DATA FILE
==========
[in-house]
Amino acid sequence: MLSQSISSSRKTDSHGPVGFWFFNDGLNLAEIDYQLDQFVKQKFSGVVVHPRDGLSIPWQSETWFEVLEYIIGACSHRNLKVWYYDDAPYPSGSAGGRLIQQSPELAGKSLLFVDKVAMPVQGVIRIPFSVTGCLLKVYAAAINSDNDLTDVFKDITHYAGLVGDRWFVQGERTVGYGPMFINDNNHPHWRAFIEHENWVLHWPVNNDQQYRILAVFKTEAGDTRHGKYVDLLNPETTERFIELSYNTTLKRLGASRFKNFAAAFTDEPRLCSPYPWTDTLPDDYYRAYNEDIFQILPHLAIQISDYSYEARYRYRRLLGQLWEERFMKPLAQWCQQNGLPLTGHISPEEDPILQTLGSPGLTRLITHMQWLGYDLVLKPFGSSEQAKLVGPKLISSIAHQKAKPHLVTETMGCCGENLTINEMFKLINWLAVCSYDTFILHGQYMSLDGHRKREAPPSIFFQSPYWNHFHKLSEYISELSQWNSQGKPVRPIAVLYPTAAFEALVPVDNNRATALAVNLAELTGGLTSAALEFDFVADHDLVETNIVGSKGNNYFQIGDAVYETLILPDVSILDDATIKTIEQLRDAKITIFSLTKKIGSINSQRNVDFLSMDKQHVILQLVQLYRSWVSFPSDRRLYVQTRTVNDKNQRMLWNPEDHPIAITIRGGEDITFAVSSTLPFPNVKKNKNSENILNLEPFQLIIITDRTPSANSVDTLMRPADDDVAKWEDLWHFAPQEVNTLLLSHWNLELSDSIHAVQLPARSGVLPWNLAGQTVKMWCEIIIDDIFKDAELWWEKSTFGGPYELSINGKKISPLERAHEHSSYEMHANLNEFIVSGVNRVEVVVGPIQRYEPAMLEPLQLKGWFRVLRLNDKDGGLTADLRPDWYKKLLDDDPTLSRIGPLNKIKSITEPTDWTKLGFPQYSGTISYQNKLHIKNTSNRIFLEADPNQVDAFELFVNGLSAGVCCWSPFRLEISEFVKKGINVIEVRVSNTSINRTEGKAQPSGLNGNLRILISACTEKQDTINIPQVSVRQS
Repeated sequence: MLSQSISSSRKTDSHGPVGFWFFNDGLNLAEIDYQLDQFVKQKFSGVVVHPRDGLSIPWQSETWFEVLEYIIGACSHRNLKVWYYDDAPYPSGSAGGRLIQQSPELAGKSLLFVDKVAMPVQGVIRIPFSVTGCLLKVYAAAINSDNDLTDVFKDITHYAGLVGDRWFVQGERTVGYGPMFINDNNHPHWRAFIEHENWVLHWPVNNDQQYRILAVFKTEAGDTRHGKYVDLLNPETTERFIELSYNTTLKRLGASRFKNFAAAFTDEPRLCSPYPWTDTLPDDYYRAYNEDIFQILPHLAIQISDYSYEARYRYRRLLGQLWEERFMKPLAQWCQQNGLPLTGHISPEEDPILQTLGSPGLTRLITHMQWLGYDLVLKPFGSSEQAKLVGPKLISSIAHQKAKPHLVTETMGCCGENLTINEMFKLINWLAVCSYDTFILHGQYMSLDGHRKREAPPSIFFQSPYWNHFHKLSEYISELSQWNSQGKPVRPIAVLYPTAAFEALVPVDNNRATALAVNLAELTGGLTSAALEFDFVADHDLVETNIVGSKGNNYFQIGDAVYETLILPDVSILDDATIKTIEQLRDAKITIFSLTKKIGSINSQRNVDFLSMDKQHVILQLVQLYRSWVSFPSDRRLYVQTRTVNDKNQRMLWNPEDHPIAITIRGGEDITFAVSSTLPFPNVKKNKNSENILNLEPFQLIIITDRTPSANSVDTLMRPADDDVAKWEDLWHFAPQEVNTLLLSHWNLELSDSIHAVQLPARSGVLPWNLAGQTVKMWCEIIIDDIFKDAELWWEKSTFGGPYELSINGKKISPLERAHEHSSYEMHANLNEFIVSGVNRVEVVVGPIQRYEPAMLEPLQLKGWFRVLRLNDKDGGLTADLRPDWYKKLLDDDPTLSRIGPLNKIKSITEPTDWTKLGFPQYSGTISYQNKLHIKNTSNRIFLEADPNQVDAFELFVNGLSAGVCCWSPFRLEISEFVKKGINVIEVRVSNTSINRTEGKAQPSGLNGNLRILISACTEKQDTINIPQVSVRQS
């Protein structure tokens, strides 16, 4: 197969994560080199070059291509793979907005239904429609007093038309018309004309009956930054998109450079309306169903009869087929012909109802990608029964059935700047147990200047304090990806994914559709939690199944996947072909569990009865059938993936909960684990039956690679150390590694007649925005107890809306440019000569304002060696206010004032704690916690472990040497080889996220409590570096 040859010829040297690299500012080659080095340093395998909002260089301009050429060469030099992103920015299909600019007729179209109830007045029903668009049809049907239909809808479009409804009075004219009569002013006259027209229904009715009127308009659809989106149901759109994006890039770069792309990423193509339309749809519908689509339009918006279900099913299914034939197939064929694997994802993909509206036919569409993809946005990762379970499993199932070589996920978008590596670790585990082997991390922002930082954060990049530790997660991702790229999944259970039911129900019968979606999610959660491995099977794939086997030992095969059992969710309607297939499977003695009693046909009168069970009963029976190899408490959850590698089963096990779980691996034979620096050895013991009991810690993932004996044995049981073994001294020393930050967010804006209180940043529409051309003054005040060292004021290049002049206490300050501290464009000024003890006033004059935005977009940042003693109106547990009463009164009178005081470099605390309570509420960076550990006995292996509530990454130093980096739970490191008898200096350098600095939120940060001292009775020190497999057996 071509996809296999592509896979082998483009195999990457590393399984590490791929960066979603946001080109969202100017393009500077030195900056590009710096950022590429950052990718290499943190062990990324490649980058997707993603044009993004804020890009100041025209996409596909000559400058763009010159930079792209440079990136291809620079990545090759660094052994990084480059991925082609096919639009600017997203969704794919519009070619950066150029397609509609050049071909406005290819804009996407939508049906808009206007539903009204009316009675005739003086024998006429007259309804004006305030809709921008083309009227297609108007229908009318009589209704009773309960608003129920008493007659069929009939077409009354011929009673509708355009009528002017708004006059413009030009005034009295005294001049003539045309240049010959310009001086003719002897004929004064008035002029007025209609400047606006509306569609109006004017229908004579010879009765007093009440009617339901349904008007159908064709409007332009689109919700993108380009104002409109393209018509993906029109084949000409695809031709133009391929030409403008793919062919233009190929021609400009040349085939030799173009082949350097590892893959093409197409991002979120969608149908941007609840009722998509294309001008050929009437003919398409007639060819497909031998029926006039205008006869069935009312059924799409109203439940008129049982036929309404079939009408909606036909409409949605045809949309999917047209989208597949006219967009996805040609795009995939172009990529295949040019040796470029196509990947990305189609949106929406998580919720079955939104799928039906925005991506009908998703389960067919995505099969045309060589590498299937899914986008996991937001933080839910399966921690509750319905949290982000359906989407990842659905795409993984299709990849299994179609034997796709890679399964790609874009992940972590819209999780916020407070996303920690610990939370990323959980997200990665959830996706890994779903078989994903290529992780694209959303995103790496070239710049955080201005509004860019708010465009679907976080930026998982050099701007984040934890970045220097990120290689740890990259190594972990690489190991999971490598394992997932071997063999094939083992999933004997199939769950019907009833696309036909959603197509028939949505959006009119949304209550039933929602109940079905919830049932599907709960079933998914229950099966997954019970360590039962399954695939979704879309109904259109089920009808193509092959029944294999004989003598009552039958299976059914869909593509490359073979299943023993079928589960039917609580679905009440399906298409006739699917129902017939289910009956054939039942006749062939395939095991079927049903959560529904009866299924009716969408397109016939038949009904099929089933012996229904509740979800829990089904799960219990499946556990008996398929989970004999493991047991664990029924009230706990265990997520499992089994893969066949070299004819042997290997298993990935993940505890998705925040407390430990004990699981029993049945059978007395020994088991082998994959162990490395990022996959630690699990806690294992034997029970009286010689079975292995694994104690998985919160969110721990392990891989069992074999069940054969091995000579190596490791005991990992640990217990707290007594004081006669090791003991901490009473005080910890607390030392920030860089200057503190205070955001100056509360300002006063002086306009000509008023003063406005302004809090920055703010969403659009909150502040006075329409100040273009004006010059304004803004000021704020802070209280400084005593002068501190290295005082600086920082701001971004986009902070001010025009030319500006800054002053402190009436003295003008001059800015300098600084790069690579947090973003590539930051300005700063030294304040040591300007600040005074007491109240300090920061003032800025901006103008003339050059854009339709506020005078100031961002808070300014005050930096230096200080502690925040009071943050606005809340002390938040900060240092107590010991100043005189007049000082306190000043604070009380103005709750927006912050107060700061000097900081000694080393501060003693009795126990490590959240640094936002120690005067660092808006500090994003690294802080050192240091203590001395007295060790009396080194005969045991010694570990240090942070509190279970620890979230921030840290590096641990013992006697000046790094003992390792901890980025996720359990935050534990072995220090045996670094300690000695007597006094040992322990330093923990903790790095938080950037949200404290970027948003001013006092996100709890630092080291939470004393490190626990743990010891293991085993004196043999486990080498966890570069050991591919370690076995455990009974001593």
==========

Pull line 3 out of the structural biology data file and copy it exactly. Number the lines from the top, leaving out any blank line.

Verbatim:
Repeated sequence: MLSQSISSSRKTDSHGPVGFWFFNDGLNLAEIDYQLDQFVKQKFSGVVVHPRDGLSIPWQSETWFEVLEYIIGACSHRNLKVWYYDDAPYPSGSAGGRLIQQSPELAGKSLLFVDKVAMPVQGVIRIPFSVTGCLLKVYAAAINSDNDLTDVFKDITHYAGLVGDRWFVQGERTVGYGPMFINDNNHPHWRAFIEHENWVLHWPVNNDQQYRILAVFKTEAGDTRHGKYVDLLNPETTERFIELSYNTTLKRLGASRFKNFAAAFTDEPRLCSPYPWTDTLPDDYYRAYNEDIFQILPHLAIQISDYSYEARYRYRRLLGQLWEERFMKPLAQWCQQNGLPLTGHISPEEDPILQTLGSPGLTRLITHMQWLGYDLVLKPFGSSEQAKLVGPKLISSIAHQKAKPHLVTETMGCCGENLTINEMFKLINWLAVCSYDTFILHGQYMSLDGHRKREAPPSIFFQSPYWNHFHKLSEYISELSQWNSQGKPVRPIAVLYPTAAFEALVPVDNNRATALAVNLAELTGGLTSAALEFDFVADHDLVETNIVGSKGNNYFQIGDAVYETLILPDVSILDDATIKTIEQLRDAKITIFSLTKKIGSINSQRNVDFLSMDKQHVILQLVQLYRSWVSFPSDRRLYVQTRTVNDKNQRMLWNPEDHPIAITIRGGEDITFAVSSTLPFPNVKKNKNSENILNLEPFQLIIITDRTPSANSVDTLMRPADDDVAKWEDLWHFAPQEVNTLLLSHWNLELSDSIHAVQLPARSGVLPWNLAGQTVKMWCEIIIDDIFKDAELWWEKSTFGGPYELSINGKKISPLERAHEHSSYEMHANLNEFIVSGVNRVEVVVGPIQRYEPAMLEPLQLKGWFRVLRLNDKDGGLTADLRPDWYKKLLDDDPTLSRIGPLNKIKSITEPTDWTKLGFPQYSGTISYQNKLHIKNTSNRIFLEADPNQVDAFELFVNGLSAGVCCWSPFRLEISEFVKKGINVIEVRVSNTSINRTEGKAQPSGLNGNLRILISACTEKQDTINIPQVSVRQS